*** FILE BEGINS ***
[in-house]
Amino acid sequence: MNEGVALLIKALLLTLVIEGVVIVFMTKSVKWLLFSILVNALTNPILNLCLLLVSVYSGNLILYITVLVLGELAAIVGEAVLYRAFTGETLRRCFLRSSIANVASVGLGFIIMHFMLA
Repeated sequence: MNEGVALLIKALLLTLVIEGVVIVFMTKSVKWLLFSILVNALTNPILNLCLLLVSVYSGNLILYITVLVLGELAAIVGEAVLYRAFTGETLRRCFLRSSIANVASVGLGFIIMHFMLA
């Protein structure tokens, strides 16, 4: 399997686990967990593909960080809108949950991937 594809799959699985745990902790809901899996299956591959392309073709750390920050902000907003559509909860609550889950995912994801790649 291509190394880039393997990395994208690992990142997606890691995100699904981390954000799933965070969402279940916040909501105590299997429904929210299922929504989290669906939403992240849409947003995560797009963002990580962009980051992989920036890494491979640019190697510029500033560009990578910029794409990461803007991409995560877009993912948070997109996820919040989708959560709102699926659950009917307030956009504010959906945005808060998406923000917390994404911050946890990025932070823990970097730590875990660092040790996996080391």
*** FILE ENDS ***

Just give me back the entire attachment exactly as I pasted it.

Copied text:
[in-house]
Amino acid sequence: MNEGVALLIKALLLTLVIEGVVIVFMTKSVKWLLFSILVNALTNPILNLCLLLVSVYSGNLILYITVLVLGELAAIVGEAVLYRAFTGETLRRCFLRSSIANVASVGLGFIIMHFMLA
Repeated sequence: MNEGVALLIKALLLTLVIEGVVIVFMTKSVKWLLFSILVNALTNPILNLCLLLVSVYSGNLILYITVLVLGELAAIVGEAVLYRAFTGETLRRCFLRSSIANVASVGLGFIIMHFMLA
């Protein structure tokens, strides 16, 4: 399997686990967990593909960080809108949950991937 594809799959699985745990902790809901899996299956591959392309073709750390920050902000907003559509909860609550889950995912994801790649 291509190394880039393997990395994208690992990142997606890691995100699904981390954000799933965070969402279940916040909501105590299997429904929210299922929504989290669906939403992240849409947003995560797009963002990580962009980051992989920036890494491979640019190697510029500033560009990578910029794409990461803007991409995560877009993912948070997109996820919040989708959560709102699926659950009917307030956009504010959906945005808060998406923000917390994404911050946890990025932070823990970097730590875990660092040790996996080391």